Days 180 to 195: Abancay to Huancavelica (Peru Divide, Part 1)
I AM BUGGERED! The last two weeks have been spent on a network of gravel backroads affectionately known as “The Peru Divide”. It’s probably the toughest cycling I’ve done as the road bounces back and forth between altitudes of 2500 metres and 5000 metres... and again... and again. The gradient often pushes past 8% which is about my limit on a fully loaded bike with my gearing set-up so there’s periods of walking the bike too. I’m spent, exhausted and all other similar words in the thesaurus. And with plenty of rough gravel and early sunsets (530pm) I’ve quickly had to learn that 50km to 60km a day is sometimes enough out here.....
There’s very little in the way of big settlements on the Peru Divide, it’s mainly just tiny villages. Some of the villages are so small that there’s nowhere to sleep but the locals help me find a place to put my tent. My first night was spent in a tiny village called Pucuhuasi, camped out the back of a local family’s house and they bought me cheeses from their own cows which was a nice touch.
Other villages might have some basic accom for the equivalent of £2 to £4 which is just a room with a bed, and a bathroom with cold water shower and toilet minus the plastic seat down a hallway. It’s about zero degrees or even less when I get up so I’ve been passing on the cold showers since no one has any heating apparently either. I nearly beat my personal record I set in the Argentine/Chile mountains couple of months back - that was 8 days without a shower but here I came close with 7.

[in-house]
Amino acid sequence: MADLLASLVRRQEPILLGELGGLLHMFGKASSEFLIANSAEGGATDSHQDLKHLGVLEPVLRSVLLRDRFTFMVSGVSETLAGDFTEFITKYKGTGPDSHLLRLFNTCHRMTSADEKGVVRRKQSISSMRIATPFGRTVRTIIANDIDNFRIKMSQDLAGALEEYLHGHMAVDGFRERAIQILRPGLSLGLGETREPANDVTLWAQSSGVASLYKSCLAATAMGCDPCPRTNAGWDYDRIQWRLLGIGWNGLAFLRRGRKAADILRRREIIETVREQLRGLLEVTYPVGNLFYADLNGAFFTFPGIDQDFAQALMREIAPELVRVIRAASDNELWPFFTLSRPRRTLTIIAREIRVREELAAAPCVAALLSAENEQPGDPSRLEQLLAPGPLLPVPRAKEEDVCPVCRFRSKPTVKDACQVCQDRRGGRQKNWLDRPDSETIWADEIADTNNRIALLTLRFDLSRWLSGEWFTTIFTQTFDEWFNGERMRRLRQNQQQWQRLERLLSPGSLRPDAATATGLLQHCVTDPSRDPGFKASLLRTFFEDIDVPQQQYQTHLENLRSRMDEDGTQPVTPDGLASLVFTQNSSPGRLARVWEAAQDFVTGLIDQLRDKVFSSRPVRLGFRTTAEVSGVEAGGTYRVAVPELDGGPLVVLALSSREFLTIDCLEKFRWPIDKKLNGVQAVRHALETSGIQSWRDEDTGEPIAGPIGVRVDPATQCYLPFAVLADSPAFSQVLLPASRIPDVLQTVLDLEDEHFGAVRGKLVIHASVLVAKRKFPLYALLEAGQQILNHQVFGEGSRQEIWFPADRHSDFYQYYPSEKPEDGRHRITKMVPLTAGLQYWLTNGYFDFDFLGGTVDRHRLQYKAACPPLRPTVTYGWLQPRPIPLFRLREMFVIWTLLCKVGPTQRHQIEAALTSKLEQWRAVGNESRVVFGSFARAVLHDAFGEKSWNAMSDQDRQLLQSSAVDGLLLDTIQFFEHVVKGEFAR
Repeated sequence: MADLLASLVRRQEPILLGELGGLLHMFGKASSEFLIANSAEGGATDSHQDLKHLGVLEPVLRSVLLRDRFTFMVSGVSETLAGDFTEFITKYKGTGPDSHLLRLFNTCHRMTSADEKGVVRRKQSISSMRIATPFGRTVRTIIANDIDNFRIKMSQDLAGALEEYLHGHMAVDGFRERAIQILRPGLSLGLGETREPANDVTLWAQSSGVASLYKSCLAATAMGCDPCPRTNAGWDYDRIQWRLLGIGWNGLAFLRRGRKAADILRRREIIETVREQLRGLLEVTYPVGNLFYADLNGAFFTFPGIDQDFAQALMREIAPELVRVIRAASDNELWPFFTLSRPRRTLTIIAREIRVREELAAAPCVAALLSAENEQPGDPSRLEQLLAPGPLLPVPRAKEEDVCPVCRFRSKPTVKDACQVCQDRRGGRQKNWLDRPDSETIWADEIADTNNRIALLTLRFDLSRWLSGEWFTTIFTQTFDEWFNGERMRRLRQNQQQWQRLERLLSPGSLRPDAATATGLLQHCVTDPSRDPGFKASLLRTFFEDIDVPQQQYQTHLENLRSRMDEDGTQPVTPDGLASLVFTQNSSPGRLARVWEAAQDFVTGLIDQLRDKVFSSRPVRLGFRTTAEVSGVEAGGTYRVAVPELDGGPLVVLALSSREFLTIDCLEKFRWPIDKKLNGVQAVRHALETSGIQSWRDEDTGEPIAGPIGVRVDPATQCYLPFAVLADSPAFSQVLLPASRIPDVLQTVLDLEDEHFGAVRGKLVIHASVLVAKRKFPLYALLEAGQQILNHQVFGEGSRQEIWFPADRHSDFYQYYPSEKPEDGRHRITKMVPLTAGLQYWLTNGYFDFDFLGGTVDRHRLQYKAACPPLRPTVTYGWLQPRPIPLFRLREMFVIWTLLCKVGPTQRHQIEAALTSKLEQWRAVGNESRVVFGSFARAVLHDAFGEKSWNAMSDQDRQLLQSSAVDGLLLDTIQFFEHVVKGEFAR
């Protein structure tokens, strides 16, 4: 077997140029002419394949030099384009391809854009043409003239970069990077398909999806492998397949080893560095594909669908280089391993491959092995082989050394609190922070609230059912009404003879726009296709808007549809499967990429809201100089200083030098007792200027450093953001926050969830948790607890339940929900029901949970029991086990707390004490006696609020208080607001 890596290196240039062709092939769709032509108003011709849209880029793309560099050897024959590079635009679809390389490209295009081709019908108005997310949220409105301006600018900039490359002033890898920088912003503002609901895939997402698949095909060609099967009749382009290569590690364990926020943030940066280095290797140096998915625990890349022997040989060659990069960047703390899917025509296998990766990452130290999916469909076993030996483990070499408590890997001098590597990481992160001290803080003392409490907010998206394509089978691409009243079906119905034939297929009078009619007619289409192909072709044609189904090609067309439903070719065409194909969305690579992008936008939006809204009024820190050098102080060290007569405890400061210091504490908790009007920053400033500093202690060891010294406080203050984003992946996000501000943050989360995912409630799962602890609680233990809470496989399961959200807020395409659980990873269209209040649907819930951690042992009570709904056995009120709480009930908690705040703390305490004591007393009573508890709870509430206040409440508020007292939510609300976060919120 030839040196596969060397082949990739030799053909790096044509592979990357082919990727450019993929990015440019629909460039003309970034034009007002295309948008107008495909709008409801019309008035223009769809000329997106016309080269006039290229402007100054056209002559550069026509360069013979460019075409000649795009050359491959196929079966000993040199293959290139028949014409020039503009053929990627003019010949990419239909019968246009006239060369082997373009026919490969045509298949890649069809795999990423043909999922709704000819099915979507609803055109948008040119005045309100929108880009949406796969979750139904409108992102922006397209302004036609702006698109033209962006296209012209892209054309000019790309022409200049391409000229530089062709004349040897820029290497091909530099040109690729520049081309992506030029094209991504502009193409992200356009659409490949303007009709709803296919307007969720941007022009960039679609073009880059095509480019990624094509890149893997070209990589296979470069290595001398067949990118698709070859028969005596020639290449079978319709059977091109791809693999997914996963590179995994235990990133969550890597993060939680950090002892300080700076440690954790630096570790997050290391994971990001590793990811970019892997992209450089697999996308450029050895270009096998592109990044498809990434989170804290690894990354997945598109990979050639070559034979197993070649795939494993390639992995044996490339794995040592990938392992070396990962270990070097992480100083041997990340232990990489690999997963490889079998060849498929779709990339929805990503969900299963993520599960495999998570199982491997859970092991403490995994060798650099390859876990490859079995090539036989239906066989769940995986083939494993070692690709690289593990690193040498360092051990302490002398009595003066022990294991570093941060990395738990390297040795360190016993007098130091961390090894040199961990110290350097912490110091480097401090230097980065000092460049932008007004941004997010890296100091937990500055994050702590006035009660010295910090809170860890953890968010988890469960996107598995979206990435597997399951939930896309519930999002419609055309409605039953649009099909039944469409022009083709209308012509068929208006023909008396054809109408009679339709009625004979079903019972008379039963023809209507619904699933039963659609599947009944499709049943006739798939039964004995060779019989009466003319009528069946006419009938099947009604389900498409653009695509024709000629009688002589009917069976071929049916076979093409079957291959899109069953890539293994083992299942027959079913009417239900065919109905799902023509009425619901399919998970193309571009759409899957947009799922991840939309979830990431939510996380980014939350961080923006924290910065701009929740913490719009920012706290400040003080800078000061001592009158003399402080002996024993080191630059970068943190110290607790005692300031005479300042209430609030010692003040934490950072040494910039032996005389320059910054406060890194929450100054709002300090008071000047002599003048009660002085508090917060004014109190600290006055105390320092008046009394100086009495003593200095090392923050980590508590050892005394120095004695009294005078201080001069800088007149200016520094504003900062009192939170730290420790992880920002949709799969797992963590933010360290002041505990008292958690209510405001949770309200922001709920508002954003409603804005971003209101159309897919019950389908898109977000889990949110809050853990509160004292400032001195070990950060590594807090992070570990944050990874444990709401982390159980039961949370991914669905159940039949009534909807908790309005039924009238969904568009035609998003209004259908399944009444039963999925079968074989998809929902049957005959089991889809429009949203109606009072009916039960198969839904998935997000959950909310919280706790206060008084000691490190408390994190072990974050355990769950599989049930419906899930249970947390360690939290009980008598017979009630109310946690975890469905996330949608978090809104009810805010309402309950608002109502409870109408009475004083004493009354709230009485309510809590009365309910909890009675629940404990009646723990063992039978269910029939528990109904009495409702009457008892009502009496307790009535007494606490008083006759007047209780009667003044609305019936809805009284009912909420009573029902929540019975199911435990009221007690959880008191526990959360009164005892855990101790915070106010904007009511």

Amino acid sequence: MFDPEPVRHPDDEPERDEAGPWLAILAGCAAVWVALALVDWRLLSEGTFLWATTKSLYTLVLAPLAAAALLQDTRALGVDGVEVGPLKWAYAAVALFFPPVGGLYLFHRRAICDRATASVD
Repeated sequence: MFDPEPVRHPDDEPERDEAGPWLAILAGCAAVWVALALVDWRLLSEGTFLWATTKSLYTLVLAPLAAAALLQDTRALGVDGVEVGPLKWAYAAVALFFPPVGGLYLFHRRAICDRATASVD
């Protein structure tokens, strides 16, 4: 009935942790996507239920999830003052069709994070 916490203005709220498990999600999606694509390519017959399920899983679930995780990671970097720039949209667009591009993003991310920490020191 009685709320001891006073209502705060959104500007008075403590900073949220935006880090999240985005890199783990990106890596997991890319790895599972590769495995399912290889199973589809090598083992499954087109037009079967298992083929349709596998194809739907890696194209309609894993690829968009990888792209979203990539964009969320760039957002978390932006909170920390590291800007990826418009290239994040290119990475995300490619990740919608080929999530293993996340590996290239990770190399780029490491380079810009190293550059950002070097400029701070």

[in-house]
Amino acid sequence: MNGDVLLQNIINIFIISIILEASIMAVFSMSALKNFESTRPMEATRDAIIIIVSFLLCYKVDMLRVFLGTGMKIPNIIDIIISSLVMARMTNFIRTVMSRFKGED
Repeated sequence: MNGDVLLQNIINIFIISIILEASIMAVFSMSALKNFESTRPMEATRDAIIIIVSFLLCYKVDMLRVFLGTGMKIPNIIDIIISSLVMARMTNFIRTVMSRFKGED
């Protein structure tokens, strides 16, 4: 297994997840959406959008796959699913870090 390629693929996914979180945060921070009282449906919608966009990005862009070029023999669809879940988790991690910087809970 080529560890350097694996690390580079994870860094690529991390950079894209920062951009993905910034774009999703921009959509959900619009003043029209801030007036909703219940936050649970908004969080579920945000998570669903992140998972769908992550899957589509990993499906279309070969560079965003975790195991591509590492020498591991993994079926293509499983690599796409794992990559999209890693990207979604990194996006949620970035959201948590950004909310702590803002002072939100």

The tough and remote terrain means almost zero traffic... on a busy day I might see a few cars in an hour, and on a quiet day I just see a few all day. Everyone toots and waves even if some look bewildered as to what I’m doing out there. The remoteness also means I’m often nowhere near any sort of village at nightfall; the other night I slept in an enormous valley at 4600 metres where despite the huge vista I could see no sign of human settlement, not even farm animals. Proper all alone in the mountains.
The remote terrain and rough roads did combine to produce one ultimately comical incident even if I wasn’t laughing at the time. Sharp gravel descents tend to up the puncture ratio, and having survived 4000km across Argentina, Chile and Bolivia with just a solitary puncture I ended up with 2 in the space of 8 days on the Peru Divide. That wouldn’t be so bad if it wasn’t for the fact that when I went to fix the second one I realised I didn’t have my small travel pump anymore..... what a dick! No idea what happened, I can only think I left it in the village where I fixed the last one. Cue an 8km walk with a fully loaded bike with a flat tyre until the backroad I was on connected with a slightly busier road to Huancavelica (which is where I was headed anyway) where I flagged down a ride the rest of the way. I was actually pretty lucky in some respects as Huancavelica is the largest place on the section of the Divide that I will cycle, and probably the only place I could buy a new pump. Seems fortunate now but on the day it didn’t stop me from arriving into Huancavelica as the grumpiest man in Peru!
Being the only significant town I’ll pass through during my 3 weeks on the Divide, Huancavelica (population 40,000) was time for a rest day where I kept on eating all the time and found a booze store with a small bottle selection of Peru craft beers. Now to continue on the Divide for the last week and the final push up to Lima!